As my daughter leans into the last week of third grade, I am again experiencing the smothering emotion of the passing of another milestone.
It’s that all too familiar negative feeling. “What?” you may ask, shouldn’t I be thrilled that I am the mother to a healthy, developing, almost 10-year-old girl?
Well, of course I am! Don’t get me wrong, I am beyond grateful for the gift of my sweet girl.
I think almost daily about the families of Newtown or those with children with terminal illnesses, or the countless others who would do anything to experience their child making a transition from one grade to another.
I get it. And yet, at this time of year when school is winding to a close, there is this sense of a ghostly presence in my life.
I first notice it subtly around Valentine’s Day or Spring Break.
I’m able to ignore it then and remind myself of all the things left in the school year—this field trip or that project. And then, like today, during our last field trip, I can ignore the specter no longer.
It is grief. Front and center. Causing me to tear up when hearing a certain song, or when I remind myself that today was the last something. This grief that sits on my chest and reminds me of how quickly time passes and how my little girl is not really little anymore. That she, and I for that matter, are caught in this in-between place of baby and adolescence…of needing and wanting and growing and independence.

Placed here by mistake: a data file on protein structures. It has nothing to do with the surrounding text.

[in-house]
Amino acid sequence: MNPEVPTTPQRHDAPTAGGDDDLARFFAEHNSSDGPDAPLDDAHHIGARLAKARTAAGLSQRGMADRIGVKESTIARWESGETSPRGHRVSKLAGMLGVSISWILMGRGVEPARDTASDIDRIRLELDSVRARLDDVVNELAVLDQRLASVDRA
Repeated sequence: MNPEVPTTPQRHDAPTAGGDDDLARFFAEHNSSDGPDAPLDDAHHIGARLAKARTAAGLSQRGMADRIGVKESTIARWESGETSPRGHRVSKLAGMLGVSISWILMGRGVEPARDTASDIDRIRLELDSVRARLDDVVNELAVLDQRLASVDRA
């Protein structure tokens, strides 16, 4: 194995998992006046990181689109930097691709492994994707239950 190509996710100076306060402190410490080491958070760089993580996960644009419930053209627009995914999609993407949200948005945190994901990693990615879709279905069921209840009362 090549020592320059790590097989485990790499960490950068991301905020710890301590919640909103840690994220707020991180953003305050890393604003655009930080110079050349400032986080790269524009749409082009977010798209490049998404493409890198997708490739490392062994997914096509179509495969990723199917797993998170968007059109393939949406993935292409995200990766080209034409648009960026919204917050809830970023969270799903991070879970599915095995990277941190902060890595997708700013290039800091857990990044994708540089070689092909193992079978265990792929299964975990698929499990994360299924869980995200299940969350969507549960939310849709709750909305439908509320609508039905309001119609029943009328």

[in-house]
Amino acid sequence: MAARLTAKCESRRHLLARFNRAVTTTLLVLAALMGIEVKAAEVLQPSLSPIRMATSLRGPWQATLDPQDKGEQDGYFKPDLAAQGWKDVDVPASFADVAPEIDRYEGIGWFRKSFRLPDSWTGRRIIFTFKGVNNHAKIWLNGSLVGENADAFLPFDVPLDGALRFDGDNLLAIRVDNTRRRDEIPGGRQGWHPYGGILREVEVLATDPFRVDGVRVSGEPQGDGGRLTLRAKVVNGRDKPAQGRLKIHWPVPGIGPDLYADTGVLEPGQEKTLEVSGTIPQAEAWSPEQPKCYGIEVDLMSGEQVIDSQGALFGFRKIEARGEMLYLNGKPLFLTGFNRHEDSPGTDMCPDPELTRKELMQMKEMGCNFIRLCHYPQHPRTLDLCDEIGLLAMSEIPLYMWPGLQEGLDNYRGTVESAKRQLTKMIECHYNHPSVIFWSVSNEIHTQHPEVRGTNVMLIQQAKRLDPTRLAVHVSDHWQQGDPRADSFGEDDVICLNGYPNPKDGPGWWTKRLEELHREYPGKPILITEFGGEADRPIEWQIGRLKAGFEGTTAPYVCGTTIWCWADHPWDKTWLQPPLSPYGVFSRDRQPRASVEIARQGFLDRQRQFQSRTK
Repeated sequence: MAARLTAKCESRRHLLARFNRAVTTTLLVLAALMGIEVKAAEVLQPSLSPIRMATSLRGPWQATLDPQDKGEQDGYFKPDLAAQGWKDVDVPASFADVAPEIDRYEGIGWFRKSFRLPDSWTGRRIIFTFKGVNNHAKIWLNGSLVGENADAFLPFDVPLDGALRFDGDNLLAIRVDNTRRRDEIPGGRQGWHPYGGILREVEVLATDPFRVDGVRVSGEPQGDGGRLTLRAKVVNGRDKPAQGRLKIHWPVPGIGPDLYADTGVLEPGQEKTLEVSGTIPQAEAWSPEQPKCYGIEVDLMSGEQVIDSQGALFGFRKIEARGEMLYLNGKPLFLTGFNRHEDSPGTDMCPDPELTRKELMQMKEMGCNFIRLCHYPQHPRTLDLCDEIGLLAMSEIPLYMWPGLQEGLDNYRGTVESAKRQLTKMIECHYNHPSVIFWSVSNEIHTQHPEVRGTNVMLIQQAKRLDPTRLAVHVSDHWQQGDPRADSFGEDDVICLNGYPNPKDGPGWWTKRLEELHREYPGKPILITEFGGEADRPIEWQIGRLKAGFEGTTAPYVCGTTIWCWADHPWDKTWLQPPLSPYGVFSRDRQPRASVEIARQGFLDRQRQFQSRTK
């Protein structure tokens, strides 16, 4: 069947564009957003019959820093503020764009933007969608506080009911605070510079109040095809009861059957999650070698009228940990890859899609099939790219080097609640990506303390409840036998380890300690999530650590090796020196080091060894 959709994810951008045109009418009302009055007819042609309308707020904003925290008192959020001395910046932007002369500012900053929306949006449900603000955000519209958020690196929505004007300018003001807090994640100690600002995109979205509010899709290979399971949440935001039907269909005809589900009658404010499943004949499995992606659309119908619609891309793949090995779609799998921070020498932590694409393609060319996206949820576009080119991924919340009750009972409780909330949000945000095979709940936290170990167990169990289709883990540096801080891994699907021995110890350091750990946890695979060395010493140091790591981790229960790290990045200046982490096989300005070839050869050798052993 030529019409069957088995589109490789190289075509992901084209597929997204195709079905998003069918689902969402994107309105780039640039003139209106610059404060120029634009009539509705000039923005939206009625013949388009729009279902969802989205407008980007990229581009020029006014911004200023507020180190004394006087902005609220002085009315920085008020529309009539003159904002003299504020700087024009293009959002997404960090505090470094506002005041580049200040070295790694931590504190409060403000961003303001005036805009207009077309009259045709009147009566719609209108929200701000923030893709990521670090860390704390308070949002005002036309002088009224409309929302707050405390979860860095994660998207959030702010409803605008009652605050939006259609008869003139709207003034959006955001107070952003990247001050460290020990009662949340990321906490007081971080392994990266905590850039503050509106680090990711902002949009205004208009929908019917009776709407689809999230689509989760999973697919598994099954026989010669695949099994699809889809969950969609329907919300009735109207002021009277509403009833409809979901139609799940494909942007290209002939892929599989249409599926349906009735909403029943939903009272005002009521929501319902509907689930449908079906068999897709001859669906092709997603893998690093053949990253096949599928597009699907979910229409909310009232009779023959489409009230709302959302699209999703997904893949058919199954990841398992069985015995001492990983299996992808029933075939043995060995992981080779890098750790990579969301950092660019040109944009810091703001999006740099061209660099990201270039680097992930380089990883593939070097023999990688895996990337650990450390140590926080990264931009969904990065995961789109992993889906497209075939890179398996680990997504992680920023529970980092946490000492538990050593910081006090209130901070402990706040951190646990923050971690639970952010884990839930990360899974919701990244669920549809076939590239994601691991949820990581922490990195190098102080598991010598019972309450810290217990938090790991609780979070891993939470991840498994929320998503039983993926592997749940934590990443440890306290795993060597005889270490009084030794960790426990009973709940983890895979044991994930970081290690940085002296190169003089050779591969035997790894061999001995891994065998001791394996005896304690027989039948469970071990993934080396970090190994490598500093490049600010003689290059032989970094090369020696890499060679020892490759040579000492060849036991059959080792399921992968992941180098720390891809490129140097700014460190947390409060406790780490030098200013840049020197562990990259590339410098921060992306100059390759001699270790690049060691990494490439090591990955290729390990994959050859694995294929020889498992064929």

That place that prevents her from holding my hand as much. From needing the step stool in the bathroom. And realizing suddenly that she hasn’t needed that Elmo stool in a long time.
The place where I marvel at her ability to do things like cut fruit and operate the television remote and take her first trail ride on a horse. Or that she spends an afternoon reading alone, instead of prodding me with “Mommy!” a million times in an hour.
A place where bathing alone or showering without my help happens more than it doesn’t. A place of less. Less little girl and more big girl. Also a place of more. More jokes and stories and bike rides.
The ability to ride a really scary roller coaster 5 times in a day.
Yes, there are lots of “pluses” to the growing… and yet, I can’t help but wish I could take back a couple trips around the sun and do it all again. Actually, maybe I’d take back all 10 years…and just live every day one more time.
Have the two lines on the pregnancy test appear ever so slowly again. Maybe somehow it wouldn’t feel like such a blur or somehow I’d be able to hold onto each moment a little tighter and feel the weight and the wonder of it.
To look in her face a little more often…to hear her laugh as a 3-year-old again.
Ah, but all these musings steal the time I do have. And that is the fight for me…being here now and wanting it to stop, all while looking back.
I guess, like her, I’m trying to ride the faster coaster. Holding on tight though I’m terrified, and yet, simultaneously screaming at the top of my lungs because it’s such a blast.
Author: Traci Lowenthal
Editor: Renee Jahnke